The Supreme Court recently reversed a Bombay High Court ruling, stating that skin-to-skin contact is unnecessary for sexual assault under the Protection of Children from Sexual Offences (POCSO) Act. The high court's Nagpur bench acquitted a man accused of sexual assault because groping a child with clothes does not amount to child abuse.
A bench headed by Justice UU Lalit, constituting of Justices Ravindra Bhat and Bela M Trivedi, emphasised the presence of sexual intent. Restricting Section 7 of the POCSO Act about "physical contact" to just "skin-to-skin" contact will take away the legislation's purpose to protect children in the country.
'Sets A Dangerous Precedent'
The case was from December 2016, when a 39-year-old man lured a 12-year-old girl into his house. The High Court ruled that fishing without any skin-to-skin contact is not sexual assault under POCSO. It only constituted Section 354 of the Indian Penal Code (IPC), outraging a woman's modesty. The judgment reversed a lower court's ruling about the same.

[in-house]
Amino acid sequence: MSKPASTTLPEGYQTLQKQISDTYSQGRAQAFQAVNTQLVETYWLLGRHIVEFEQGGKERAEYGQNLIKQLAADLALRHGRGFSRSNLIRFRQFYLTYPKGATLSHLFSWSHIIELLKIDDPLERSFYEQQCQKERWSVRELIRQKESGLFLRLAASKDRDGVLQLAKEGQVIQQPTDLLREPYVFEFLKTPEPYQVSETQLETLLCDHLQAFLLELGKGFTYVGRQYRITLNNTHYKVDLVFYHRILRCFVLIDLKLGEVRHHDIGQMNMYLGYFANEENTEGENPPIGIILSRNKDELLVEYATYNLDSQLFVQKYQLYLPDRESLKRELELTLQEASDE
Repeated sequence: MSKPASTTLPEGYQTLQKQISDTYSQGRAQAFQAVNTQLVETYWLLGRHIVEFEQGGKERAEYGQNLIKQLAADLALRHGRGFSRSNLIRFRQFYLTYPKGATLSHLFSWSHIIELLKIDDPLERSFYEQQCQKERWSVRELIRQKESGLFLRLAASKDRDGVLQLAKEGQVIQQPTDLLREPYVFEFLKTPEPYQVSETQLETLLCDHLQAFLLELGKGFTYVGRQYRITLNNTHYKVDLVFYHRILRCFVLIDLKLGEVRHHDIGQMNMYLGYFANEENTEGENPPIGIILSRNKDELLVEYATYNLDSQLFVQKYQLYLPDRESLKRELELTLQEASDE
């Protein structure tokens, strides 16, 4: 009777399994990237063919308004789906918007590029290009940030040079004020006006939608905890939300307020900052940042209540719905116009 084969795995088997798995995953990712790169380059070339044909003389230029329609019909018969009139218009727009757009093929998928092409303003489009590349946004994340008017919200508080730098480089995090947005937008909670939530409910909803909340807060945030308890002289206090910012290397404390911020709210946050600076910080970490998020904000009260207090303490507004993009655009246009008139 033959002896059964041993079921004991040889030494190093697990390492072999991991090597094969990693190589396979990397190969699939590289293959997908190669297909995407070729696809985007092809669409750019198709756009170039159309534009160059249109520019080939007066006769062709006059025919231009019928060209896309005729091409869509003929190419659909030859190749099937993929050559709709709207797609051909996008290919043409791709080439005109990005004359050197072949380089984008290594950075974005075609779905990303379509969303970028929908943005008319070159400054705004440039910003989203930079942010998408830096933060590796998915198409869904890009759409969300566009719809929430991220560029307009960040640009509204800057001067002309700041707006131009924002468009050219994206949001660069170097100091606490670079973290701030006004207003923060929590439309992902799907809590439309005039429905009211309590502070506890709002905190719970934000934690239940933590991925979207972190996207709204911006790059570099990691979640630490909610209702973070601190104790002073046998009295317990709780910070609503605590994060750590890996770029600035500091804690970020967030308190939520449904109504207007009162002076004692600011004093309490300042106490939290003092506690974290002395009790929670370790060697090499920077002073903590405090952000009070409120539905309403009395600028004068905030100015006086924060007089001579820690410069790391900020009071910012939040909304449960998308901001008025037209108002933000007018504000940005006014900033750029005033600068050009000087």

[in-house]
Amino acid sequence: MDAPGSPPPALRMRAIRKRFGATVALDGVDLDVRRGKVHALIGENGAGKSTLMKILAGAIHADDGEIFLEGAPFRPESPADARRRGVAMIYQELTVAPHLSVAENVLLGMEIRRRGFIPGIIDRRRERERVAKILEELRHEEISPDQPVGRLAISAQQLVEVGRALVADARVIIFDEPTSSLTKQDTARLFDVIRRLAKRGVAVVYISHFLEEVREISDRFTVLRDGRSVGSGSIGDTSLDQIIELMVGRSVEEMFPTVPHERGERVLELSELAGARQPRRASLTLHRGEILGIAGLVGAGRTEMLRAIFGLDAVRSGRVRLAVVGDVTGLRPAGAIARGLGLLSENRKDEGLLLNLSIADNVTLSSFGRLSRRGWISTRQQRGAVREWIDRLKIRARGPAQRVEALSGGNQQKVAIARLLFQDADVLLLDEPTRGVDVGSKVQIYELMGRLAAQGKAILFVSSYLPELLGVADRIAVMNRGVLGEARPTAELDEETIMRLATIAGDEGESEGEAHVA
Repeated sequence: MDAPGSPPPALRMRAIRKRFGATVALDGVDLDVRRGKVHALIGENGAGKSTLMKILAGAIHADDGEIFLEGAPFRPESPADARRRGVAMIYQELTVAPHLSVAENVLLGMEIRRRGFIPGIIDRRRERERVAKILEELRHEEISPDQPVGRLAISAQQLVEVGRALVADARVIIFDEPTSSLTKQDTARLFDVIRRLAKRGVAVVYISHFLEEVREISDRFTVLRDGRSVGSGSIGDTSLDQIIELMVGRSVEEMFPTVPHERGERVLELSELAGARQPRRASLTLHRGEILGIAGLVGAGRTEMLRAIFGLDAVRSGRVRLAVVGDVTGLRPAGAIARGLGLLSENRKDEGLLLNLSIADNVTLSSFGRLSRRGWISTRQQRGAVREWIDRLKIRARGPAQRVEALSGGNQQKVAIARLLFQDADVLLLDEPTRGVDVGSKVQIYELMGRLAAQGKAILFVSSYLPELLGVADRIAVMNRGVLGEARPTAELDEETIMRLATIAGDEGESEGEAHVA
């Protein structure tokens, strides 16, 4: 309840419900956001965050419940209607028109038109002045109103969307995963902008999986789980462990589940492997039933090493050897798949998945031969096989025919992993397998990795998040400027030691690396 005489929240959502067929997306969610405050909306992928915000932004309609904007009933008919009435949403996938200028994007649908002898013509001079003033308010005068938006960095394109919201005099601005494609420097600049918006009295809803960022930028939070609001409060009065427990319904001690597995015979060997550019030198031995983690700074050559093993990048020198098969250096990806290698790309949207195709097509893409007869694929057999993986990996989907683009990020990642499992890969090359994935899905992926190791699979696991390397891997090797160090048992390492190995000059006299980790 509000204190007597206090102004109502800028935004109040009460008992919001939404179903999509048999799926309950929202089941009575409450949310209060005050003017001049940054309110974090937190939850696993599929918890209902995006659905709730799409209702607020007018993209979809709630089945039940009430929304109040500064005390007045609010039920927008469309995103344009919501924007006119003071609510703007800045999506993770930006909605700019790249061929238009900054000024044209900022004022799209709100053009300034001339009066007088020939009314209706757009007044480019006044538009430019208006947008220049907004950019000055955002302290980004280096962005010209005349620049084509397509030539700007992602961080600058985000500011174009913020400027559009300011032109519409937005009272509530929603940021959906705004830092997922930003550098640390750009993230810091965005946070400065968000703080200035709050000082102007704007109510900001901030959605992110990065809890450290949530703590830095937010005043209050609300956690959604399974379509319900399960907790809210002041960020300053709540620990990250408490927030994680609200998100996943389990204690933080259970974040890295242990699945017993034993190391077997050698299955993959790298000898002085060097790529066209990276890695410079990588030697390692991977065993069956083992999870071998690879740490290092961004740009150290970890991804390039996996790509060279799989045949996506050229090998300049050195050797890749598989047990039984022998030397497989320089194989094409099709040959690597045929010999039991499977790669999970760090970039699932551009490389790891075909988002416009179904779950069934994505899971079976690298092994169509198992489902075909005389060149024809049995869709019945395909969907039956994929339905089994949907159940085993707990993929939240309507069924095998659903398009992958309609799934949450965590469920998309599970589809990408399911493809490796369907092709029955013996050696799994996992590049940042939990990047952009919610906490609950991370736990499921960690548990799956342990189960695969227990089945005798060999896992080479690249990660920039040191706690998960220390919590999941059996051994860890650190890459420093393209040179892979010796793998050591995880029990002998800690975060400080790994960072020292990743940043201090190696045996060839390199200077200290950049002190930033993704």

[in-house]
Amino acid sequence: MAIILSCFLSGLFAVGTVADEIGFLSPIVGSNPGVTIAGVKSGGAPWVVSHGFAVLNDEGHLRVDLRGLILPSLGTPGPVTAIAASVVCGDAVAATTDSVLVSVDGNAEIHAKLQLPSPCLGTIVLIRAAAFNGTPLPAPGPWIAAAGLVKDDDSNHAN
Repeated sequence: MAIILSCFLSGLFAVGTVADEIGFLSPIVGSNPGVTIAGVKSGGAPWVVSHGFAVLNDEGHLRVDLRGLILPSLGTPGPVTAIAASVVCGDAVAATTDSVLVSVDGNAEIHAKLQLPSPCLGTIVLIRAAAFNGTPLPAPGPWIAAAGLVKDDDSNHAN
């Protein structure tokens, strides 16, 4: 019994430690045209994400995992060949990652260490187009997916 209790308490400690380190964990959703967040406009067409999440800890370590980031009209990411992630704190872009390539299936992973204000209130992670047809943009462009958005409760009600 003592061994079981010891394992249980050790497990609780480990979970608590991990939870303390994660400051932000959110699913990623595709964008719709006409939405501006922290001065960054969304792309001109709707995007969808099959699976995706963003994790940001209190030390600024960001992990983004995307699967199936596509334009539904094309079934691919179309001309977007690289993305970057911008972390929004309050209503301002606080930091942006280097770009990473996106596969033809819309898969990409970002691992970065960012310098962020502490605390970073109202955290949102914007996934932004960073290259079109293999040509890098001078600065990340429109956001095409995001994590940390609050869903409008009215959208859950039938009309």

The petition was filed against the ruling by National Commission for Women, Attorney General KK Venugopal and the State of Maharashtra. "We have held that when the legislature has expressed clear intention, the courts cannot create ambiguity in the provision. It is right that courts cannot be overzealous in creating ambiguity," Indian Express quoted the apex court.
The bench noted that the High Court ruling is "insensitively trivialised, legitimised and normalised behaviour which undermines the dignity of children."
The Attorney General slammed the ruling, stating that it sets a dangerous precedent. "If tomorrow, a person wears a pair of surgical gloves and feels the entire body of a woman, he won't be punished for sexual assault as per this judgment. The judge didn't see the far-reaching consequences," he said. Further, he added that any ambiguous interpretation could prove to be detrimental to society.